What is now called the nation’s capital has been known by many for its rich history and recognizable monuments. But what stories have so far gone untold? What knowledge is embedded in the foundations of this territory? From Akikodjiwan to Kijik Pikwadin, and along the Kichizibi, a collection of moments both personal and historical examine deep connections recalled through song, poem and memory.
Sky Woman © Simon Brascoupé, Mohawk, Algonquin Anishinabeg
Walk around the areas highlighted on the map to listen to the stories on location. All you need is a device with you that can run the link in a browser (Internet connection required).
The creation and development of Indigenous Cities adhered to the health and safety guidelines of the regions in which it has been developed. We encourage our audiences to adhere to the COVID-19 restrictions in their own region as they engage in this experience.
Accompanied by an original musical composition representing a soundscape of land and water, Craig Commanda preserves the words of Elder Albert Dumont, bringing the voice of Akikodjiwan to life.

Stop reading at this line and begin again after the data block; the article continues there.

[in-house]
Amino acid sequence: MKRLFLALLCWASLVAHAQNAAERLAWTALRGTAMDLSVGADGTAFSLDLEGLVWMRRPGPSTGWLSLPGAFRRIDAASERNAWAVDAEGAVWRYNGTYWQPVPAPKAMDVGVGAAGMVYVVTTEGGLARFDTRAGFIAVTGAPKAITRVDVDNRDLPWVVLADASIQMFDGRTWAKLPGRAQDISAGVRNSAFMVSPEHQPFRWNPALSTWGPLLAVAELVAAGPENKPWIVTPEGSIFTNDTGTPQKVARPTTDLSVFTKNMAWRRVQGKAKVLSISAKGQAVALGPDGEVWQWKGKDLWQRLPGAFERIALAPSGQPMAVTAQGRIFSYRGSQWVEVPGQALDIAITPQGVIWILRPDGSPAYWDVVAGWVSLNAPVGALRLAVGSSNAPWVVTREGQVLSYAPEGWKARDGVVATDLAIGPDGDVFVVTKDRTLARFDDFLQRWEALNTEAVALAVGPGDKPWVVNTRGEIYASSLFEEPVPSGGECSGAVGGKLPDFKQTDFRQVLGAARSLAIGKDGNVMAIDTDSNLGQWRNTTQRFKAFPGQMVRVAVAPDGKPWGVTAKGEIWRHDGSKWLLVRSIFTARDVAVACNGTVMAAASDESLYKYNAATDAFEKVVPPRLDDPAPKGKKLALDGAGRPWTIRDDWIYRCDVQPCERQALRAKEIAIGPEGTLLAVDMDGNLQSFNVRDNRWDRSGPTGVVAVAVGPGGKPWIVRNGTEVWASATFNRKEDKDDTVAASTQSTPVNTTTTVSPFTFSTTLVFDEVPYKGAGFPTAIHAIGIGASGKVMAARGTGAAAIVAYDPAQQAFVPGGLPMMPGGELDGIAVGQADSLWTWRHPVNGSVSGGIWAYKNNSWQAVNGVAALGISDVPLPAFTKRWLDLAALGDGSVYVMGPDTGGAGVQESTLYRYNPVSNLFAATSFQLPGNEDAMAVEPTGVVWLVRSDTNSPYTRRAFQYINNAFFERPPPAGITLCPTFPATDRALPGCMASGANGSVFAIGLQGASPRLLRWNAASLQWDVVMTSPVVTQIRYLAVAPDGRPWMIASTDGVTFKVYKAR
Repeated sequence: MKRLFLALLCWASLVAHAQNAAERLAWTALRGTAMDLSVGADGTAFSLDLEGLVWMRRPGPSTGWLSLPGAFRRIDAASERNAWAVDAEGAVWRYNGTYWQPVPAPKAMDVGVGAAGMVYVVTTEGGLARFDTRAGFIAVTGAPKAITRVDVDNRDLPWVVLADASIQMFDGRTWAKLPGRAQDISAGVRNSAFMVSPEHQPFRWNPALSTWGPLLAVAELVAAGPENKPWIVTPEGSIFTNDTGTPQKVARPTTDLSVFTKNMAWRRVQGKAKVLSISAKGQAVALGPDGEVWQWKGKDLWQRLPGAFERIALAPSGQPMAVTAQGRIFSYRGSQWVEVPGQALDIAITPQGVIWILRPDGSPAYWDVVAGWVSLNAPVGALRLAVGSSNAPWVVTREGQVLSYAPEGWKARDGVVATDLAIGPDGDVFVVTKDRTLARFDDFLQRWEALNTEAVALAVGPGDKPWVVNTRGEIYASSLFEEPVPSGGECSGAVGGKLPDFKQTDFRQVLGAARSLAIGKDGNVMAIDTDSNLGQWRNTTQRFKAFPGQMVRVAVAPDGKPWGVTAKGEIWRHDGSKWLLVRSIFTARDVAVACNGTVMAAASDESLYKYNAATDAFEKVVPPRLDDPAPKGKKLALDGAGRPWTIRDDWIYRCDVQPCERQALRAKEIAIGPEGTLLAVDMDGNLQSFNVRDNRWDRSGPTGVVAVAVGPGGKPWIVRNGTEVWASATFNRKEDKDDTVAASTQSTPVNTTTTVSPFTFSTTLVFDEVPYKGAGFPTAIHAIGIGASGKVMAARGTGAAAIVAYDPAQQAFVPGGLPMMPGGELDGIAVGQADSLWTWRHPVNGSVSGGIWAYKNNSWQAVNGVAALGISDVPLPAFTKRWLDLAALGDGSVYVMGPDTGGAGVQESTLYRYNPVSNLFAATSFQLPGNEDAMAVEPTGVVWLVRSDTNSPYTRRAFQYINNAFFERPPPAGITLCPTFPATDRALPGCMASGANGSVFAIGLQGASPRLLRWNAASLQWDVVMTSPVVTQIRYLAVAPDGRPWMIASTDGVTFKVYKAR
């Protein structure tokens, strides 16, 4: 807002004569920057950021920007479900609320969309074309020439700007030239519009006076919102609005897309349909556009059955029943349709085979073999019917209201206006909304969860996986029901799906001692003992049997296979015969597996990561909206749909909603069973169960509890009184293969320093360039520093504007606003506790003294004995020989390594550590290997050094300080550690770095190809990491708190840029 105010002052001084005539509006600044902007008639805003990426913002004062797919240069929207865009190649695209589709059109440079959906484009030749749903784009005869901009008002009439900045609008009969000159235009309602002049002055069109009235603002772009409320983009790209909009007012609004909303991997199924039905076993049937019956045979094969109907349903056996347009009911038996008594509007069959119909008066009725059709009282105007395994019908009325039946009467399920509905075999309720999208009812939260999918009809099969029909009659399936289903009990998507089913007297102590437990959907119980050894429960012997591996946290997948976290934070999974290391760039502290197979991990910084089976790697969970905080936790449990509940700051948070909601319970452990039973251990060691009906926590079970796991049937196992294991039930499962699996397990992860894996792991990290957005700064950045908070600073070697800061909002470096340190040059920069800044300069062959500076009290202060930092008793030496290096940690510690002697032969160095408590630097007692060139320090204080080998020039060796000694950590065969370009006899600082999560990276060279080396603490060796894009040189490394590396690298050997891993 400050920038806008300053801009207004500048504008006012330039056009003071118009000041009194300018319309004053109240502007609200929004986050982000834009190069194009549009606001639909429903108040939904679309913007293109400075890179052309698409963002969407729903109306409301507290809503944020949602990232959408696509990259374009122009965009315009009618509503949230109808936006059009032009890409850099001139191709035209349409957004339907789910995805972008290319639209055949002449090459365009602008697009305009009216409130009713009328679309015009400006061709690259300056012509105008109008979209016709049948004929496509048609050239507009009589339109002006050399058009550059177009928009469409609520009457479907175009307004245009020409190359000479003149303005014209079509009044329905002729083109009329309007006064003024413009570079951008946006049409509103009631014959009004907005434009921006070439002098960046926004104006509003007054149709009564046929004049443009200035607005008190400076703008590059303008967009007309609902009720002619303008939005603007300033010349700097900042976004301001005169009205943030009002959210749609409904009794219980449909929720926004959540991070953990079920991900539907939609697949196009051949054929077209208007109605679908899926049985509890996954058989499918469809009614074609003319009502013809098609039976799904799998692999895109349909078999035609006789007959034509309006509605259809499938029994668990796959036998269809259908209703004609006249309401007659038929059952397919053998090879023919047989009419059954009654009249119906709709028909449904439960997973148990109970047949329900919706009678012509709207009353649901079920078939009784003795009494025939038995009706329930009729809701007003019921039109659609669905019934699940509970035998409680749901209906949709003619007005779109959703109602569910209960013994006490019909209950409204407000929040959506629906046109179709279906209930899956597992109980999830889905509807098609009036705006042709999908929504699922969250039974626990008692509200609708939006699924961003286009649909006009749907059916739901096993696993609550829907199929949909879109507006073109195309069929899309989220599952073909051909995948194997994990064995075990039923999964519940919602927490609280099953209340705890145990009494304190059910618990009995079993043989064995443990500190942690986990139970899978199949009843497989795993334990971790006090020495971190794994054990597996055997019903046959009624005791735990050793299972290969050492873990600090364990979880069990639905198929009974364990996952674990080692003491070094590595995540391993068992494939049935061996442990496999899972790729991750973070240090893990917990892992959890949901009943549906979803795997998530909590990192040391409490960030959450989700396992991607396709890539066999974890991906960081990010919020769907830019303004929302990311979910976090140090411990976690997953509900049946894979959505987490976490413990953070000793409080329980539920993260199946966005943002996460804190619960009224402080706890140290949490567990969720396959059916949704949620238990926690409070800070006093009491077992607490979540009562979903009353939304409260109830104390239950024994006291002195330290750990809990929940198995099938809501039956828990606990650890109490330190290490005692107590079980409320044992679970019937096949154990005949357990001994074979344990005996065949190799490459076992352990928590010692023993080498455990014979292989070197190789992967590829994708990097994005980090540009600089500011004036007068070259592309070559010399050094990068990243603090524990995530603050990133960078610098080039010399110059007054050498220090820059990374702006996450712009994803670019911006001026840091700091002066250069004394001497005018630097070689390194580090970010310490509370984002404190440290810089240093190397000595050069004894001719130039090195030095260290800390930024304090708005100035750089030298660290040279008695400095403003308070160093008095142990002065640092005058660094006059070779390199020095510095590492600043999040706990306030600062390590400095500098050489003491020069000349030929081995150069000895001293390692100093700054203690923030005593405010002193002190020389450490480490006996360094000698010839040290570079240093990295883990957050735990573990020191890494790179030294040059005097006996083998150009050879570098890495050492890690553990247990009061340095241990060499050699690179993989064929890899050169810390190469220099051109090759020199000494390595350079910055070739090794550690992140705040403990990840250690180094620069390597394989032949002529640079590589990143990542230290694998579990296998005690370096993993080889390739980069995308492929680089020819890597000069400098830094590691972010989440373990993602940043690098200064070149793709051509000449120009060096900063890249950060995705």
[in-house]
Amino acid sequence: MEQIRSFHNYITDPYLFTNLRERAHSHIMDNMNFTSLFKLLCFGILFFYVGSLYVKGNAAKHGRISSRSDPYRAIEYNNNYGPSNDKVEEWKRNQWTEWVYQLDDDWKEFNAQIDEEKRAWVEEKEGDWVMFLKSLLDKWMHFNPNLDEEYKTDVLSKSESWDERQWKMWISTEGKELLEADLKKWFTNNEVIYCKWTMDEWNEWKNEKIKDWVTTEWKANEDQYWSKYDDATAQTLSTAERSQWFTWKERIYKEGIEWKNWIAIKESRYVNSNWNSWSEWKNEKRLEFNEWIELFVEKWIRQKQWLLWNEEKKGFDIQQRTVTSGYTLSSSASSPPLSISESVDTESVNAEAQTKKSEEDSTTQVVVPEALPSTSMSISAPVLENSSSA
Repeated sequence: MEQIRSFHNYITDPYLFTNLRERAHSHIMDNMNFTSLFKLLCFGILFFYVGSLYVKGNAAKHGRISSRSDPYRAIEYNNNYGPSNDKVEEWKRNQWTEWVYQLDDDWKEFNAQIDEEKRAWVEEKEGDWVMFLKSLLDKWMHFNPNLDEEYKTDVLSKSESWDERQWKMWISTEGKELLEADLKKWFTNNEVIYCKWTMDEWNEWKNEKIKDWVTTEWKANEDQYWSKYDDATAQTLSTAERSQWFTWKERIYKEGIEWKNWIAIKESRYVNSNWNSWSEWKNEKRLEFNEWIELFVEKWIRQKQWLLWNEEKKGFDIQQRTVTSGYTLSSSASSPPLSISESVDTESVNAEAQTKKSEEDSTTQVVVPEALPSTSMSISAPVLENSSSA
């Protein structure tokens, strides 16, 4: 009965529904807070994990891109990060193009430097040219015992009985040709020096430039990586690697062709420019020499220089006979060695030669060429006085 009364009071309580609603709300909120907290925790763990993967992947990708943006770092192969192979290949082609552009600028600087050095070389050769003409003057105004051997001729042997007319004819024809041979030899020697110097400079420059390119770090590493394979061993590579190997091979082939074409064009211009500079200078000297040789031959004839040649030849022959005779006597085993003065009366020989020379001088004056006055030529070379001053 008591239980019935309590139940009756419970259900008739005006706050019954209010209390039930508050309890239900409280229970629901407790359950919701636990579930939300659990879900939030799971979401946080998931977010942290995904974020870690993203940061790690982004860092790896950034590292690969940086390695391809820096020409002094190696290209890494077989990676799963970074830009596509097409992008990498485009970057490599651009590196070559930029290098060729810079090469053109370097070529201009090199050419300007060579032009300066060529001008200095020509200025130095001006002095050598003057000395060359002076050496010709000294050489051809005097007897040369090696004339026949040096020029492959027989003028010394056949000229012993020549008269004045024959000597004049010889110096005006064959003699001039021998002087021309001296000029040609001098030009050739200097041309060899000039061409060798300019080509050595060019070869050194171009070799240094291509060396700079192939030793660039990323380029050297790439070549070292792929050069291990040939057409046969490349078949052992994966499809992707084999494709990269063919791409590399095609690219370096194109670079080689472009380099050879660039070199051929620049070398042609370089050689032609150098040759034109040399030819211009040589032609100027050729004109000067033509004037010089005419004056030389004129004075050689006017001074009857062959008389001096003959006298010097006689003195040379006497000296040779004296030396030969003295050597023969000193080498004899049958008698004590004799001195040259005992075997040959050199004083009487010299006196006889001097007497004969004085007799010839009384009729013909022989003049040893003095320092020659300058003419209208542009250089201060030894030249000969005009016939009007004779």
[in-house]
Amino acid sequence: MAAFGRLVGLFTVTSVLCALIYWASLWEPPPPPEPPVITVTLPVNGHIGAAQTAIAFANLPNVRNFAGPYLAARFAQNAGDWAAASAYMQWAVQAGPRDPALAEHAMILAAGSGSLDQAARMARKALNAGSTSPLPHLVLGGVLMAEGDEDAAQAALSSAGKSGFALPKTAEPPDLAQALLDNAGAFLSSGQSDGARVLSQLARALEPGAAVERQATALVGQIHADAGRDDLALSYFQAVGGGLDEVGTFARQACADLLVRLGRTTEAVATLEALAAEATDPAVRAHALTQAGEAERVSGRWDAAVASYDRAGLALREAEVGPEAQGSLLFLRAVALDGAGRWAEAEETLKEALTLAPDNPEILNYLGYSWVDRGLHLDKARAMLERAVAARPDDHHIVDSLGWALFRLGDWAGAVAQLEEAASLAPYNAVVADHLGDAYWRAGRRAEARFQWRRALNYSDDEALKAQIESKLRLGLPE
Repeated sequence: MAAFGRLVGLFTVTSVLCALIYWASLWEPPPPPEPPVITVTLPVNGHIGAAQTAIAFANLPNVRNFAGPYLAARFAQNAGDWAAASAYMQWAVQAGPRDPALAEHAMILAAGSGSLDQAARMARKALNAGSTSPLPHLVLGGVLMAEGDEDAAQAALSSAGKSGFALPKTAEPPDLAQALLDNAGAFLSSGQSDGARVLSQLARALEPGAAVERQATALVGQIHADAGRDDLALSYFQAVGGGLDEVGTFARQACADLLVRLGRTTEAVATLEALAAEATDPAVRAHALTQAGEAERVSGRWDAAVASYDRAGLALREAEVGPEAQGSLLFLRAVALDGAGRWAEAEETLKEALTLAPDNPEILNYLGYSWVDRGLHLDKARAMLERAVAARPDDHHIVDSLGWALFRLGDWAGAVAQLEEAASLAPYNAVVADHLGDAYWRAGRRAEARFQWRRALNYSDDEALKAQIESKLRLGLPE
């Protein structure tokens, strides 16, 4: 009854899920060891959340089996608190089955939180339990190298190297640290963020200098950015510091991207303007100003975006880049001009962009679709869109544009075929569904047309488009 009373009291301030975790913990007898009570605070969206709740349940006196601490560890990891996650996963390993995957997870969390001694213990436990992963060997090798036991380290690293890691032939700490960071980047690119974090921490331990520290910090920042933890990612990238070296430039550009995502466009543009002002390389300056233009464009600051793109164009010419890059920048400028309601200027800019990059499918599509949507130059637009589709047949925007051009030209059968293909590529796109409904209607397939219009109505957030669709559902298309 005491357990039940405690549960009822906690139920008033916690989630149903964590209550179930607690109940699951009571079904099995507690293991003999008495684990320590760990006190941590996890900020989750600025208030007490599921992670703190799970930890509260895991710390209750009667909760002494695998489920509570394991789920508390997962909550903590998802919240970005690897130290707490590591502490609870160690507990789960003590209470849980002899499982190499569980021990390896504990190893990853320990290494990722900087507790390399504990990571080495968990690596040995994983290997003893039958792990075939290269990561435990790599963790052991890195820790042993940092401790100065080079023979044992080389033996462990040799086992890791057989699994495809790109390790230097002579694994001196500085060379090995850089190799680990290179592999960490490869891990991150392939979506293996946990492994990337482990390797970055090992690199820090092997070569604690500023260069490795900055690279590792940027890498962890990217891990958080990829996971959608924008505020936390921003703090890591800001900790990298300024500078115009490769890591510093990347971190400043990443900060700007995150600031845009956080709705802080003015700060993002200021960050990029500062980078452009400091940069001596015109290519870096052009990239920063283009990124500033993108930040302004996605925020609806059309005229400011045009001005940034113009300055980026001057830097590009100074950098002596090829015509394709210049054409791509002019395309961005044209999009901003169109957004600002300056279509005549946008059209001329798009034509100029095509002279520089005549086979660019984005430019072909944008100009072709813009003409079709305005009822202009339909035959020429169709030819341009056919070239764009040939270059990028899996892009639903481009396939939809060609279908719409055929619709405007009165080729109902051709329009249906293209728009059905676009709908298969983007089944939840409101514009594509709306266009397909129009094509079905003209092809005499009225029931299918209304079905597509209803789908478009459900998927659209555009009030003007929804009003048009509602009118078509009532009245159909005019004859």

A remembering of a moment in history holds space for family members and survivors affected by the grief of MMIWG2S+.
Emily Marie Seguin’s live audio recordings taken from throughout the Ottawa downtown core create a dense composition, accompanied by memories from Jennifer Ferrante that recount a Mother and Daughter’s relationship to the territory and calls to the importance of the wellness of Aki.
Singer/songwriter Amanda Rheaume is joined by Elder Annie Smith St Georges, and imagines Annie’s ancestor’s words through song: a past world of rich culture where the Centre Block now stands, and a bright future of continuous traditions.
A grandmother imagines a shared conversation with a future generation – and recounts the Seven Fires Prophecy, the history of Asinabka, and her place within its history.